CrossRef Full Text | Google Scholar

Grossman, D. (1995). On Killing: The Psychological Cost of Learning to Kill in War and Society. Boston: Little, Brown and Co.

Google Scholar

Hecker, T., Hermenau, K., Maedl, A., Elbert, T., and Schauer, M. (2012). Appetitive aggression in former combatants-derived from the ongoing conflict in DR Congo. Int. J. Law Psychiatry 35, 244–249. doi: 10.1016/j.ijlp.2012.02.016

PubMed Abstract | CrossRef Full Text | Google Scholar

Hecker, T., Hermenau, K., Maedl, A., Schauer, M., and Elbert, T. (2013). Aggression inoculates against PTSD symptom severity-insights from armed groups in the eastern DR Congo. Eur. J. Psychotraumatol. 4, 1–9. doi: 10.3402/ejpt.v4i0.20070

PubMed Abstract | CrossRef Full Text | Google Scholar

Hermenau, K., Hecker, T., Mädl, A., Schauer, M., and Elbert, T. (2013a). Growing up in armed groups: trauma and aggression among child soldiers in DR Congo. Eur. J. Psychotraumatol. 1, 1–9. doi: 10.3402/ejpt.v4i0.20070

CrossRef Full Text | Google Scholar

Hermenau, K., Hecker, T., Schaal, S., Mädl, A., and Elbert, T. (2013b). Addressing post-traumatic stress and aggression by means of narrative exposure: a randomized controlled trial with ex-combatants in the eastern DRC. J. Aggress. Maltreat. Trauma 22, 916–934. doi: 10.1080/10926771.2013.824057

CrossRef Full Text | Google Scholar

Hoge, C. W., Auchterlonie, J. L., and Milliken, C. S. (2006). Mental health problems, use of mental health services, and attrition from military service after returning from deployment to Iraq or Afghanistan. JAMA 295, 1023–1032. doi: 10.1001/jama.295.9.1023

PubMed Abstract | CrossRef Full Text | Google Scholar

Hothorn, T., Bühlmann, P., Dudoit, S., Molinaro, A., and van der Laan, M. J. (2006a). Survival ensembles. Biostatistics 7, 355–373. doi: 10.1093/biostatistics/kxj011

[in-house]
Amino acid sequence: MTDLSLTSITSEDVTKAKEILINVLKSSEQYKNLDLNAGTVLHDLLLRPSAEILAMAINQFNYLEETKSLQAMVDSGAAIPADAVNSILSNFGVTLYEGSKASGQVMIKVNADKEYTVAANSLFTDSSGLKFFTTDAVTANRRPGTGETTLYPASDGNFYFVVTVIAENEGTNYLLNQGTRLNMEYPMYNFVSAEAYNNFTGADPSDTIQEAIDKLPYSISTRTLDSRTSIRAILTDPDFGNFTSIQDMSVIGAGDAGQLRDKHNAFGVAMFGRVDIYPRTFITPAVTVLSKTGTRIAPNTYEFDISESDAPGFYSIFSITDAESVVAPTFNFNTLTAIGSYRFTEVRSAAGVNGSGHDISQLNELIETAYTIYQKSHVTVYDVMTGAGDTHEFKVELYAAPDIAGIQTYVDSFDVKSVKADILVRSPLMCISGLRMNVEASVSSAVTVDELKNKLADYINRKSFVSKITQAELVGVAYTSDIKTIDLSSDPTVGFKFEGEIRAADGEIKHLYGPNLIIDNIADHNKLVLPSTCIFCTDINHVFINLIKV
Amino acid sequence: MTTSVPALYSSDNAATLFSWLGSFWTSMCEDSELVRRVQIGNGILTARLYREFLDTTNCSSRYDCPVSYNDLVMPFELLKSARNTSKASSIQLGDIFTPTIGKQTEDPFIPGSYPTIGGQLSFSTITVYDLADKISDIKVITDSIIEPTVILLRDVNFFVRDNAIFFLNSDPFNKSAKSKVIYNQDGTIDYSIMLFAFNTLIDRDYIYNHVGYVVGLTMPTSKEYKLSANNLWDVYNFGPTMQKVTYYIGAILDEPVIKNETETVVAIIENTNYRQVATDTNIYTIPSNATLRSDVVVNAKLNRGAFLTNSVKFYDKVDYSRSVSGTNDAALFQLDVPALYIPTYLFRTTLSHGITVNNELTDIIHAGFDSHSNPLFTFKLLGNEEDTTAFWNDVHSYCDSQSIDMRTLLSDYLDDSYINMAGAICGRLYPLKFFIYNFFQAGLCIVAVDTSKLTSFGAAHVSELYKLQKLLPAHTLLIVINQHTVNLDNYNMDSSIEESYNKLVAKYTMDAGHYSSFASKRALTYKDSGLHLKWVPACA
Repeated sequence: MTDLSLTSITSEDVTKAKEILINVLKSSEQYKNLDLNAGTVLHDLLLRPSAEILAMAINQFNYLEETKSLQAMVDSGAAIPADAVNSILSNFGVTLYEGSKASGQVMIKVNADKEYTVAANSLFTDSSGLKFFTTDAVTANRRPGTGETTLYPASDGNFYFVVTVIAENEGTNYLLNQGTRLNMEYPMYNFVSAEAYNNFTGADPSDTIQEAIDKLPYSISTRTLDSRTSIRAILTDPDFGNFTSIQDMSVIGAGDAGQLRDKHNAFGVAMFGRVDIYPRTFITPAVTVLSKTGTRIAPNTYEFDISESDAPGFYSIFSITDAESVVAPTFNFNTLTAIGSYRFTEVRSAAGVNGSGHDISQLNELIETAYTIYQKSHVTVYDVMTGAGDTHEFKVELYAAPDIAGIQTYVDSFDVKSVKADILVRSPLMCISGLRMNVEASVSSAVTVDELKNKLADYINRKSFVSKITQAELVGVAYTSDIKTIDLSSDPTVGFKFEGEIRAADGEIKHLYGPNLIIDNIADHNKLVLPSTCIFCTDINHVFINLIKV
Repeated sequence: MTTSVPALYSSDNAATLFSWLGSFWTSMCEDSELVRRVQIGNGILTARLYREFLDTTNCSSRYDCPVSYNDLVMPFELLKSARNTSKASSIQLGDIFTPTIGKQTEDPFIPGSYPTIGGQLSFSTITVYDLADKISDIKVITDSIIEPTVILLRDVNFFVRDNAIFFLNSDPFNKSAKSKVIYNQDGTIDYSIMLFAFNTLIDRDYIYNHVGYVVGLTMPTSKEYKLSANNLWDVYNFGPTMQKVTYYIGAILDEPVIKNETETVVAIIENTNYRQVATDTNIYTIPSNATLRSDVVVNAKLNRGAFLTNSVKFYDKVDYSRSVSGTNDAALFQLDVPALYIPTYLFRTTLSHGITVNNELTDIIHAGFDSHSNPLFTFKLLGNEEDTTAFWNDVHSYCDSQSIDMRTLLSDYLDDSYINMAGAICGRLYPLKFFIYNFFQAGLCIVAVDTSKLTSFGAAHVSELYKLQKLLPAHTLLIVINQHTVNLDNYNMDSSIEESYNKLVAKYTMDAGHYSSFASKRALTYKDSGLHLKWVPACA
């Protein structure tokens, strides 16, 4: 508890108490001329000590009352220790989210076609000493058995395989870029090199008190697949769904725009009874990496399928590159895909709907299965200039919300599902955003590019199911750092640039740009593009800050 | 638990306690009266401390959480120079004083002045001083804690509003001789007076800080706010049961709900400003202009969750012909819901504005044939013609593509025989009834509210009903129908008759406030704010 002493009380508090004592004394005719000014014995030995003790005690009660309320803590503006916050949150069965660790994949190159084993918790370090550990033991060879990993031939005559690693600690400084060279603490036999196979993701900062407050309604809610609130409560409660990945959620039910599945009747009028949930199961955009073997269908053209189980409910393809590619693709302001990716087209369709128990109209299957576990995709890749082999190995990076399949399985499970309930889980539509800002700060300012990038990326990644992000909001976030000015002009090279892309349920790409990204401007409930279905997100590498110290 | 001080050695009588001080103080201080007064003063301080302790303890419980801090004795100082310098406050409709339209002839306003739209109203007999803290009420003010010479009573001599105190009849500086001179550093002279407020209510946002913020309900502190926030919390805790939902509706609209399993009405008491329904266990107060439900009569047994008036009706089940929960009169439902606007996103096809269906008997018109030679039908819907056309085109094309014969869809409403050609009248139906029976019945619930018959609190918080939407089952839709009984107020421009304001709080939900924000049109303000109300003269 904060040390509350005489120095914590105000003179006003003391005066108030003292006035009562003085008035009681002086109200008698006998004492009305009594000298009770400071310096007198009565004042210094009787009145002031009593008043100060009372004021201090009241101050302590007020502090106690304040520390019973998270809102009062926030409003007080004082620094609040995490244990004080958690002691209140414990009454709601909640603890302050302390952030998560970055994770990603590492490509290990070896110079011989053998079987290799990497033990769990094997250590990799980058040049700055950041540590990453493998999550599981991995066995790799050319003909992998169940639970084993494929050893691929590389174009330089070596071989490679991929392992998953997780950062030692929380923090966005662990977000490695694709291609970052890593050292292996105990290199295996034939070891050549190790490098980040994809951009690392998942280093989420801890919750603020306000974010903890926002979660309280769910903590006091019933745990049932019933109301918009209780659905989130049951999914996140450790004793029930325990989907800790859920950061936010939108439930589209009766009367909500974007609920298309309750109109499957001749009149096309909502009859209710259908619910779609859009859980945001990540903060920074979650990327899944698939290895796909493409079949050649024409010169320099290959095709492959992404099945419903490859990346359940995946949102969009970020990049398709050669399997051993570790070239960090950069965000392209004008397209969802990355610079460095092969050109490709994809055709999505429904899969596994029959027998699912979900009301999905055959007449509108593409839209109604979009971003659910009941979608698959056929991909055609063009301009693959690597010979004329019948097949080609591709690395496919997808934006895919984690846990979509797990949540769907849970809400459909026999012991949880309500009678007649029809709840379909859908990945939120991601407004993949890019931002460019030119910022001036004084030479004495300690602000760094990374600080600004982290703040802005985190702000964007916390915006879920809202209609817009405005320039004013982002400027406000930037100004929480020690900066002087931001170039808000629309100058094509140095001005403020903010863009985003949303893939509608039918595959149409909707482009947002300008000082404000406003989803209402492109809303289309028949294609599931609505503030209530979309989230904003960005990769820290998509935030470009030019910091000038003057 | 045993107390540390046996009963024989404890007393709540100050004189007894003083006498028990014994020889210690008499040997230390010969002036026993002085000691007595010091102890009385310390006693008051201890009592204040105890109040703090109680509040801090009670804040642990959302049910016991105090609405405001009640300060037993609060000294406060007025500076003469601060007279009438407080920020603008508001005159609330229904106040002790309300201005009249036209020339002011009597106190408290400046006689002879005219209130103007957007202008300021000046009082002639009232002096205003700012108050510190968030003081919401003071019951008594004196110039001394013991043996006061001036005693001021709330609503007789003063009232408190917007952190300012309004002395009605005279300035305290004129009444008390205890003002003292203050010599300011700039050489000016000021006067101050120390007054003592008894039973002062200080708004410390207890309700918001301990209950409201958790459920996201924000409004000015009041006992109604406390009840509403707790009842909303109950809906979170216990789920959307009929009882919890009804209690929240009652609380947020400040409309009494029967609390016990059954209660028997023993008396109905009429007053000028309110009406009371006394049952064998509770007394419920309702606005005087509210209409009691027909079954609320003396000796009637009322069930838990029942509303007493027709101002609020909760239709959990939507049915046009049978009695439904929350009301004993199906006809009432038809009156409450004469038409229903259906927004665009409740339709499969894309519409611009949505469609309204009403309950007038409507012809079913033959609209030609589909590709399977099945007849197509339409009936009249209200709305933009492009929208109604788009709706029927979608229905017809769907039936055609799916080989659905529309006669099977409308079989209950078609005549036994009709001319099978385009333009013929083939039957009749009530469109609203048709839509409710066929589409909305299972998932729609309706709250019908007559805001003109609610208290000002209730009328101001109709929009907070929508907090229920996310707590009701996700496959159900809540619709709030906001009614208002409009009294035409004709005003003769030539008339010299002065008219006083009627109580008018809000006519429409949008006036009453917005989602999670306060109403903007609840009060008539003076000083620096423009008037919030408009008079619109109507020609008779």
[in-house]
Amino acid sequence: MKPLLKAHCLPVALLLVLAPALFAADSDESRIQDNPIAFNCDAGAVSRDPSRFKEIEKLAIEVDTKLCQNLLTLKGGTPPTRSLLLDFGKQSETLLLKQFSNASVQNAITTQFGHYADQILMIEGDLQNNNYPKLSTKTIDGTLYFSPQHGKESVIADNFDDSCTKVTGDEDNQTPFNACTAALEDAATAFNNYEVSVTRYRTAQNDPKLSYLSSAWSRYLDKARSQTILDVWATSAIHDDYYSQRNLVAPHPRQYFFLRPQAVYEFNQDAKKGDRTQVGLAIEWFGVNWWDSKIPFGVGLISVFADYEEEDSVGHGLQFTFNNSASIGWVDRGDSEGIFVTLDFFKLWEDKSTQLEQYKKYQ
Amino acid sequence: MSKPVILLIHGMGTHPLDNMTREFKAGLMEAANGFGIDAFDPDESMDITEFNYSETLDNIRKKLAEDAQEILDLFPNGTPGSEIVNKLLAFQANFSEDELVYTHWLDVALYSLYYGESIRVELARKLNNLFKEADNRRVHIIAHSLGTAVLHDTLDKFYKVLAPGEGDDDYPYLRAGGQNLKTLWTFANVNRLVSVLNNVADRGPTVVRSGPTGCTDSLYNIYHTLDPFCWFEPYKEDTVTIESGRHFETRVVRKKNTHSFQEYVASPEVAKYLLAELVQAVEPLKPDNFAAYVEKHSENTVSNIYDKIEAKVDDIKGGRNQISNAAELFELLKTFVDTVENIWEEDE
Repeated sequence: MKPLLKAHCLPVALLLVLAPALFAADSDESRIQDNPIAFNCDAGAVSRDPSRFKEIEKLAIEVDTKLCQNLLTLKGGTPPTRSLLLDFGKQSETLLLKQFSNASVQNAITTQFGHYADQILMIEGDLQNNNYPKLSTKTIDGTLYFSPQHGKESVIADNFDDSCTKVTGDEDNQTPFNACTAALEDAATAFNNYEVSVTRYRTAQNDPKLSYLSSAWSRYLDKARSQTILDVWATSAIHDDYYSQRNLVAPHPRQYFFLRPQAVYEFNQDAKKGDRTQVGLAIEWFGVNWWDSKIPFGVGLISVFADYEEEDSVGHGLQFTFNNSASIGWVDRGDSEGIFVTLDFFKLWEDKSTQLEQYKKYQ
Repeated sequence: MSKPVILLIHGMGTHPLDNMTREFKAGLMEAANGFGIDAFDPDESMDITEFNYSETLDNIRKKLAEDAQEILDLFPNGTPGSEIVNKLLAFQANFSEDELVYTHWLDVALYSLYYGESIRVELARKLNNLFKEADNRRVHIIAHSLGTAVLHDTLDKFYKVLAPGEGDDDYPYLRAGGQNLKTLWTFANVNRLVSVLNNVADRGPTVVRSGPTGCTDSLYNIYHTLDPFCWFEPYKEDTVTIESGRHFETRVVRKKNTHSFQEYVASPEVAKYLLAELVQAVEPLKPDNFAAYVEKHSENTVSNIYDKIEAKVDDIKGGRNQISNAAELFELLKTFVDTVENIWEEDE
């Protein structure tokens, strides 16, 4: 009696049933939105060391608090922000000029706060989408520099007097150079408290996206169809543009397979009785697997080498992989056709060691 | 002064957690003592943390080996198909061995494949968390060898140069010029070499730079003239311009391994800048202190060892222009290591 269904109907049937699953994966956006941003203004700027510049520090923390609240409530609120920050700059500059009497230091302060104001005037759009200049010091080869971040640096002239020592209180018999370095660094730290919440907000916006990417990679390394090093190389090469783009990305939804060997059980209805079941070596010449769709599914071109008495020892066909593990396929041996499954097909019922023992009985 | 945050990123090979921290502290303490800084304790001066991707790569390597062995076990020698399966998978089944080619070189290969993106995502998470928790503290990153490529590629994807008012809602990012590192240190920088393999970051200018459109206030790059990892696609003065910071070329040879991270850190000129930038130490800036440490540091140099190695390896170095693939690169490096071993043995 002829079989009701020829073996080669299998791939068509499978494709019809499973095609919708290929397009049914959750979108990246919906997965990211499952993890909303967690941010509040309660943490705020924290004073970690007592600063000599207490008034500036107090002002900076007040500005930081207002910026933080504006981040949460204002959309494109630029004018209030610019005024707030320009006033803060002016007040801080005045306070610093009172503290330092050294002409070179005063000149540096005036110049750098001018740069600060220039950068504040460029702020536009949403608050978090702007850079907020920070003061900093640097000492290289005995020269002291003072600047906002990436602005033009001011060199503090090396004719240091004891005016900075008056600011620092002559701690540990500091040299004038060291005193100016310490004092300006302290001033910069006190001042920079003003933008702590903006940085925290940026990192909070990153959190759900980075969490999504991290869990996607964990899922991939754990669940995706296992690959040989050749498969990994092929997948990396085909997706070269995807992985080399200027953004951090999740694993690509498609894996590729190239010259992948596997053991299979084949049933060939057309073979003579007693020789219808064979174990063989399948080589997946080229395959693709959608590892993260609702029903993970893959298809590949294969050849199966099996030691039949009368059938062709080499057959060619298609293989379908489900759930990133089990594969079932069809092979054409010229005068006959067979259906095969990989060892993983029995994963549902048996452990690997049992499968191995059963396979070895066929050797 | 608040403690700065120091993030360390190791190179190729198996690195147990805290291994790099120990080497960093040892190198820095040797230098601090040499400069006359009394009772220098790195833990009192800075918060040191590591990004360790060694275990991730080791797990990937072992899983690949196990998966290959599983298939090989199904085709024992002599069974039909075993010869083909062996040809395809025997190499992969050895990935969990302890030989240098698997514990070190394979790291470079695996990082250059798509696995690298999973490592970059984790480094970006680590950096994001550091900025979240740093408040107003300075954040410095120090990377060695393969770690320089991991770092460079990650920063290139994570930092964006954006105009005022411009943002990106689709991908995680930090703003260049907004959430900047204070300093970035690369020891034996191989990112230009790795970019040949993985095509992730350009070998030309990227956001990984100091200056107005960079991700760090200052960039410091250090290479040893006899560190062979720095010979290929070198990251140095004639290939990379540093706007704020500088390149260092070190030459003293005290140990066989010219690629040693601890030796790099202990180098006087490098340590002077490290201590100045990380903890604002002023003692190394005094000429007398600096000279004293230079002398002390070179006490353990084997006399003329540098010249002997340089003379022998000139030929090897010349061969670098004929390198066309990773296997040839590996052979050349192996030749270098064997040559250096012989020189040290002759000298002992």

PubMed Abstract | CrossRef Full Text | Google Scholar

Hothorn, T., Hornik, K., and Zeileis, A. (2006b). Unbiased recursive partitioning: a conditional inference framework. J. Comput. Graph. Stat. 15, 651–674. doi: 10.1198/106186006X133933

CrossRef Full Text | Google Scholar

Köbach, A., Schaal, S., and Elbert, T. (2014). Combat high or traumatic stress: violent offending is associated with appetitive aggression but not with symptoms of traumatic stress. Front. Psychol. 5:1518. doi: 10.3389/fpsyg.2014.01518

PubMed Abstract | CrossRef Full Text

Köbach, A., Schaal, S., Hecker, T., and Elbert, T. (in press). Psychotherapeutic intervention in the demobilization process: addressing combat-related mental injuries with narrative exposure in a first second dissemination stage. Clin. Psychol. Psychother.

Komarovskaya, I., Maguen, S., McCaslin, S. E., Metzler, T. J., Madan, A., Brown, A. D., et al. (2011). The impact of killing and injuring others on mental health symptoms among police officers. J. Psychiatr. Res. 45, 1332–1336. doi: 10.1016/j.jpsychires.2011.05.004

PubMed Abstract | CrossRef Full Text | Google Scholar

MacNair, R. M. (2002). Perpetration-induced traumatic stress in combat veterans. Peace Conflic 8, 63–72. doi: 10.1207/S15327949PAC0801_6

CrossRef Full Text | Google Scholar

Maguen, S., Lucenko, B. A., Reger, M. A., Gahm, G. A., Litz, B. T., Seal, K. H., et al. (2010). The impact of reported direct and indirect killing on mental health symptoms in Iraq war veterans. J. Traumat. stress 23, 86–90. doi: 10.1002/jts.20434

PubMed Abstract | CrossRef Full Text | Google Scholar

Maguen, S., Metzler, T. J., Litz, B. T., Seal, K. H., Knight, S. J., and Marmar, C. R. (2009). The impact of killing in war on mental health symptoms and related functioning. J. Traumat. Stress 22, 435–443. doi: 10.1002/jts.20451